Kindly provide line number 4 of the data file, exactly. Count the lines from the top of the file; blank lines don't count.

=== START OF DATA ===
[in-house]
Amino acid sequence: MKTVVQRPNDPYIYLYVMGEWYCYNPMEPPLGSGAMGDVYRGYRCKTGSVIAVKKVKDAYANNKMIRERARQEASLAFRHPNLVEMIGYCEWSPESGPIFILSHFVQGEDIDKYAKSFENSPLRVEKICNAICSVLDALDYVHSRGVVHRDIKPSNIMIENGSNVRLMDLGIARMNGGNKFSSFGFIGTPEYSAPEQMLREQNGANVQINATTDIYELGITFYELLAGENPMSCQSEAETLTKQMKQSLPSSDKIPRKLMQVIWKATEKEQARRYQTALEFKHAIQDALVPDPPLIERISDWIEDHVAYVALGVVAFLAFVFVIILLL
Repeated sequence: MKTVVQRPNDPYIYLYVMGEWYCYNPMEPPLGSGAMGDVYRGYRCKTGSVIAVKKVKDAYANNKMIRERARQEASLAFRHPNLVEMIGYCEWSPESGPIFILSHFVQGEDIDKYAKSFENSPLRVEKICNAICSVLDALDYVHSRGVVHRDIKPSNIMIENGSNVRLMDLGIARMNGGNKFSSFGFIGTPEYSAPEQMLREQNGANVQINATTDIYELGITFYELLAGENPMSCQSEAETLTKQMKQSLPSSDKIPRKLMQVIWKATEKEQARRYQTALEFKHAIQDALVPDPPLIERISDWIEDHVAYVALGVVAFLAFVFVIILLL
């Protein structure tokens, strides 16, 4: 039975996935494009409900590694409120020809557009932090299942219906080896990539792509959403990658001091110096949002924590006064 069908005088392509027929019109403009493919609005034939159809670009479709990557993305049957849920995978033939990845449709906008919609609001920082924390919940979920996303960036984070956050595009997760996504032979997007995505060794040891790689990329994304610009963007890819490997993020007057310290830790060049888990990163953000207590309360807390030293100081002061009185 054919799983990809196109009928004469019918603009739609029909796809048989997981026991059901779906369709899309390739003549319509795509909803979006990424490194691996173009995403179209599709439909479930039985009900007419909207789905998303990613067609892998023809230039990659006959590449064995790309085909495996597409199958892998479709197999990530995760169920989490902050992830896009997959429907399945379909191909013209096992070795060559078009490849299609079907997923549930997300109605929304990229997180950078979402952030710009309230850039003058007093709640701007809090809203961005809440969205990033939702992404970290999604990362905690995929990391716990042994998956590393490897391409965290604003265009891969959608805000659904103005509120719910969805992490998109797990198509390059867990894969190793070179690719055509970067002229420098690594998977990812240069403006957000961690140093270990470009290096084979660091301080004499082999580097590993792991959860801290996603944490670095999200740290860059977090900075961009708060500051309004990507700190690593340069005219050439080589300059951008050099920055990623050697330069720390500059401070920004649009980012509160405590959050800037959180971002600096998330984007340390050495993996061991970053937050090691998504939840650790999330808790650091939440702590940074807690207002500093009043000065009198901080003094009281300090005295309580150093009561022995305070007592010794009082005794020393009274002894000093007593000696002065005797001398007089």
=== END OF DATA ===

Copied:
């Protein structure tokens, strides 16, 4: 039975996935494009409900590694409120020809557009932090299942219906080896990539792509959403990658001091110096949002924590006064 069908005088392509027929019109403009493919609005034939159809670009479709990557993305049957849920995978033939990845449709906008919609609001920082924390919940979920996303960036984070956050595009997760996504032979997007995505060794040891790689990329994304610009963007890819490997993020007057310290830790060049888990990163953000207590309360807390030293100081002061009185 054919799983990809196109009928004469019918603009739609029909796809048989997981026991059901779906369709899309390739003549319509795509909803979006990424490194691996173009995403179209599709439909479930039985009900007419909207789905998303990613067609892998023809230039990659006959590449064995790309085909495996597409199958892998479709197999990530995760169920989490902050992830896009997959429907399945379909191909013209096992070795060559078009490849299609079907997923549930997300109605929304990229997180950078979402952030710009309230850039003058007093709640701007809090809203961005809440969205990033939702992404970290999604990362905690995929990391716990042994998956590393490897391409965290604003265009891969959608805000659904103005509120719910969805992490998109797990198509390059867990894969190793070179690719055509970067002229420098690594998977990812240069403006957000961690140093270990470009290096084979660091301080004499082999580097590993792991959860801290996603944490670095999200740290860059977090900075961009708060500051309004990507700190690593340069005219050439080589300059951008050099920055990623050697330069720390500059401070920004649009980012509160405590959050800037959180971002600096998330984007340390050495993996061991970053937050090691998504939840650790999330808790650091939440702590940074807690207002500093009043000065009198901080003094009281300090005295309580150093009561022995305070007592010794009082005794020393009274002894000093007593000696002065005797001398007089």